You could, in theory, go mountain biking or white water rafting. The catch being you had to hire a hotel car and drive to do this. Hire of a car was obviously at a rapacious price. We had no intention of doing so. So we went on walks since fresh air was free. One walk was barely pleasant, the other was good. We spent our time reading, watching the Cricket World Cup on TV and attending a fruit and flower wine tasting [yes no wines made with grapes just fruits and flowers, all of them ghastly]. We were bored to tears. Then we said enough is enough. We can do all this at home. 

We changed our flights, got into the car and fled after 2 nights. The hotel was not at fault. It was my decision to do this. I should have expected this. 

As far as the food is concerned, we had a good Bengali meal. Yes. Bengali. The chefs were Bengali and recommended Kosha Mangsho. This was good and spiced, unusually, with Panch Pohoran and not the usual garam masala. Breakfast was Eggs Benedict and Croque Madame. The other dinner was Buffalo Mozzarella and tomato sandwich for Arti and a dahi kadhi with cauliflower for me. Surreal, weird, unreal. Of course all this was served by the aforementioned waiters in costume. 

My advise, all unsolicited: 

  • Don’t go to any place in India where you have anything more than a 60 minute drive after a flight.
  • Don’t travel in India for holiday You get much much more bang for your buck travelling to a Dubai, Thailand, Sri Lanka Malaysia or even Singapore. 
  • You get much better food outside India. 

    H G Walter - Family butchers

    We were introduced to these wonderful butchers a few years ago and have been loyal customers ever since. The shop is just next to the Barons Court Tube Station. The guys behind the counter are extremely friendly and we have over the years developed a good rapport with a few of them. Our standing request is: we want all our meat vacuum packed in multiple packaging. For example, 3 packs of Pork Chilli Sausage with 5 sausages in each pack. They know we carry the meat to India and wish us a pleasant flight.

    Their sausages are really top class. The most flavourful and moist of the lot are the pork sausages and out of these our absolute favourite are the Chilly Pork. This is a slightly coarse grind and spiced with paprika and cumin. The Pork Chops, Lamb Chops and dry aged 28 day Aberdeen Angus Rib Eye are all top class. The animals are all free range. In fact, they say that their pigs have a superior lifestyle. Yup, see the package.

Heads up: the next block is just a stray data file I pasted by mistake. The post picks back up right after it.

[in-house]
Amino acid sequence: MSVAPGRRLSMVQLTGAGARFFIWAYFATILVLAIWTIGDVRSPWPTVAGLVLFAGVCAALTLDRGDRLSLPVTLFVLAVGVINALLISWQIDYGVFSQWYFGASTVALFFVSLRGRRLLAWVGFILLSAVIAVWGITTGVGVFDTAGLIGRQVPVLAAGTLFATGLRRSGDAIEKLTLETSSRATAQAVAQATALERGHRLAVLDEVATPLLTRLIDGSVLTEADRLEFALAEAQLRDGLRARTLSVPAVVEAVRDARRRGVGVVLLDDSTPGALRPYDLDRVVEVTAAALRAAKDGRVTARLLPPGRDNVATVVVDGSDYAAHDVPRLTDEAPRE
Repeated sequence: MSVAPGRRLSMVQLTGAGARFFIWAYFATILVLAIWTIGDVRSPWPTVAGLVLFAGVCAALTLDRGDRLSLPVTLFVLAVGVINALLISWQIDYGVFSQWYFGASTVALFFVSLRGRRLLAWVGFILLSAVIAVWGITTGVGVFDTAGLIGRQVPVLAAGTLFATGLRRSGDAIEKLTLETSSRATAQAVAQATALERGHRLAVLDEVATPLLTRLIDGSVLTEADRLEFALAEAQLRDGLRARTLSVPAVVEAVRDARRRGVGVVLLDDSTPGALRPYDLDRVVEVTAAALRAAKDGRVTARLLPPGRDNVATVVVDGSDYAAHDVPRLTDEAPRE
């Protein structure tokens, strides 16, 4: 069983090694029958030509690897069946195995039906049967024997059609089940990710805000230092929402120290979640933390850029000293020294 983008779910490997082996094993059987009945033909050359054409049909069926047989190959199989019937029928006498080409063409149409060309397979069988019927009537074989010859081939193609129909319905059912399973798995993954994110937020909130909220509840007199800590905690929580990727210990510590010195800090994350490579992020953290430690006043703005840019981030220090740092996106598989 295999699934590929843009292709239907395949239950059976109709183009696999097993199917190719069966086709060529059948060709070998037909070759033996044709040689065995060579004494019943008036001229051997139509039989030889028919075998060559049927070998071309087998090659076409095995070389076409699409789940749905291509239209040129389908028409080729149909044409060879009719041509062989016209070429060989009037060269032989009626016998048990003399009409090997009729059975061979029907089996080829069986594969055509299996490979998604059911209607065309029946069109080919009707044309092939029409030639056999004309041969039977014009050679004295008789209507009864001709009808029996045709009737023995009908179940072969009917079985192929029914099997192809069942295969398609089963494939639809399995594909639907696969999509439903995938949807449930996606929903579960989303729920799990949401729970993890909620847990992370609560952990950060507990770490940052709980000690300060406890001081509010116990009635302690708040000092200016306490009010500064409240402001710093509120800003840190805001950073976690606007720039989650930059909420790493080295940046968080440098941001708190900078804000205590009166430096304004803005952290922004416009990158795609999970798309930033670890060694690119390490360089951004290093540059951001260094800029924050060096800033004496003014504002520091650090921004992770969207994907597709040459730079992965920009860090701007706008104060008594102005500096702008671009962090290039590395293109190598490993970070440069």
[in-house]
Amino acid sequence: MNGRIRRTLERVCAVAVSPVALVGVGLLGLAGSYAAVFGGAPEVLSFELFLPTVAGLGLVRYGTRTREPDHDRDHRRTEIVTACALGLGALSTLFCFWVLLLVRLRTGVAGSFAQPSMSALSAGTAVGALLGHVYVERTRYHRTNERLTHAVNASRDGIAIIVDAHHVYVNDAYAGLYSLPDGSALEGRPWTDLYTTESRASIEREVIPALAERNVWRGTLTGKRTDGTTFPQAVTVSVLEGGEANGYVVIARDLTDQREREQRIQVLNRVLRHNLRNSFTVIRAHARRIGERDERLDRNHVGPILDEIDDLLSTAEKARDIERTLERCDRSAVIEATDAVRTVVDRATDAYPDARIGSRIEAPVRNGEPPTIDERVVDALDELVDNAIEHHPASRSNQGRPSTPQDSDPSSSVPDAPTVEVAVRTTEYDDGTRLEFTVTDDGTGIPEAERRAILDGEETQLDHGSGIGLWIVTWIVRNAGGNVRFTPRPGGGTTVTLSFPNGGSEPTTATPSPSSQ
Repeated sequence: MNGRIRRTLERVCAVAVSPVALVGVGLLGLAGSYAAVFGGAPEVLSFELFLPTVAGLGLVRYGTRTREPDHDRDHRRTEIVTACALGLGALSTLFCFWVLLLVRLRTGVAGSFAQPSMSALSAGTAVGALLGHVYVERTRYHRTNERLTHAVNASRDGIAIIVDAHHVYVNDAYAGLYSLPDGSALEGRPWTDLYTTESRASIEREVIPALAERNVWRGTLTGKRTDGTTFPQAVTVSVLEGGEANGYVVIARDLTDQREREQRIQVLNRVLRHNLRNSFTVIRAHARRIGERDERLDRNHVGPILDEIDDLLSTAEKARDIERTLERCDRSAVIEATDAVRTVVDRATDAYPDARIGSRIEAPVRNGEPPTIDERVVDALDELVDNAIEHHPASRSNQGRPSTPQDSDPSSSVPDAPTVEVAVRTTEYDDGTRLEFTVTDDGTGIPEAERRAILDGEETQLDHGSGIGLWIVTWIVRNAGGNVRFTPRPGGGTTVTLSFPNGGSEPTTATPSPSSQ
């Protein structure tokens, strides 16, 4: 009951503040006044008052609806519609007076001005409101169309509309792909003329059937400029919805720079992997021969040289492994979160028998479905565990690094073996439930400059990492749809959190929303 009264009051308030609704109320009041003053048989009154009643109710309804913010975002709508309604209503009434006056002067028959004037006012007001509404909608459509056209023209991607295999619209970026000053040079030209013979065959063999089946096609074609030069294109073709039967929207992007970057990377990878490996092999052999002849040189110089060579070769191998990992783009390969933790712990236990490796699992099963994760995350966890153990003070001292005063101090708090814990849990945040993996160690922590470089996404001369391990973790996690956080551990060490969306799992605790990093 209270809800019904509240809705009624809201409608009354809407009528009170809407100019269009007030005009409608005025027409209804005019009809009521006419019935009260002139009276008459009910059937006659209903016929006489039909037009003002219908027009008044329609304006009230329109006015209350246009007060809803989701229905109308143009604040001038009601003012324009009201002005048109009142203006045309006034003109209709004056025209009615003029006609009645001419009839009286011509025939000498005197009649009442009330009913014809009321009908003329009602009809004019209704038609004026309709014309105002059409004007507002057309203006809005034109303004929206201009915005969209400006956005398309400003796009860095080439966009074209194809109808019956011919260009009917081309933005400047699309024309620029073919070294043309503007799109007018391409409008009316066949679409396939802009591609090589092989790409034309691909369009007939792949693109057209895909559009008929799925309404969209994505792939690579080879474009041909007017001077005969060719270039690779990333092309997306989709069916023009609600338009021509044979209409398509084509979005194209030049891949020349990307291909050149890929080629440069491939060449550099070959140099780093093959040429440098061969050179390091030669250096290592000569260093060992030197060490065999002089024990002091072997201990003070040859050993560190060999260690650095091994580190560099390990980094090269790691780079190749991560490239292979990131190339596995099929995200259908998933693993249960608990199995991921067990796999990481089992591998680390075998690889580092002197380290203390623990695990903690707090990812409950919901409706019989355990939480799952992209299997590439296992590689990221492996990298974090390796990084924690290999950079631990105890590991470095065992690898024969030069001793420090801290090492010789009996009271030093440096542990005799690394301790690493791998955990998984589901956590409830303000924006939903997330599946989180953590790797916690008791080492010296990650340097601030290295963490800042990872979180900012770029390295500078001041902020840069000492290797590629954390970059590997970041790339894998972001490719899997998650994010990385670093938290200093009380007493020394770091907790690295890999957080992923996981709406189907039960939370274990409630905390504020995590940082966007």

Have a look at their website.

    We had bought the dry aged 28 day Aberdeen Angus Rib Eye and decided to have Steak Au Poivre for dinner a couple of days ago. To make it slightly more interesting we coated the steaks with coarsely crushed black, white and Sichuan pepper. The sauce was a simple brandy, cream and stock combination. I could have cooked the steaks without the pepper and made a pepper sauce with green peppercorns but I prefer the encrusted version.

    We made some lovely Pommes Darphin to go with the steak. This is a great little dish. You cut the potato on a mandolin add some salt and squeeze out the water. Then you put the potato in a hot, very hot pan with a quarter inch of oil and cook the potato pressing down to get it to clump together. Unfortunately the potato we had was the wrong kind. It did not crisp up too well. We had a crisp outside and a gummy inside. But a very good meal.

    Wednesday, July 20, 2011

    Pho Ga

    Pho Ga is a Vietnamese soup made with chicken. The beef version is called Pho Bo. 

    One of our favourite lunches especially when travelling is a bowl of Oriental soup. You get a hot broth, some noodle a bit of protein and some green vegetables. To make your meal healthier you could order a side of a Chinese steam vegetables like Kailan or Bok Choy or Choy Sum. This is nourishing, filling enough to keep you going till dinner and light enough for you to have dinner. 

    After some trial and error we have started making the Pho Ga at home. You don't really get stewing beef in India  so making the Pho Bo is not really much fun. Its really quite easy. And to make life even simple for you I am giving you the recipe.

    When assembling remember that the heavier vegetables go on the bottom of the bowl and the lighter on top.



    Chicken Pho

    For upto 3 large bowls 
    For the stock

    1 Large onion peeled and halved
    1 thumb sized piece of ginger unpeeled
    3-4 star anise lightly crushed
    1  3 inch piece of cinnamon
    3-4 whole cloves lightly crushed
    1 tablespoon whole black peppercorns lightly crushed
    Fish sauce to taste about 2 tablespoon
    Light Soy sauce to taste
    Salt to taste

    For the Soup

    Boneless skinless chicken breast [about ½ breast per person]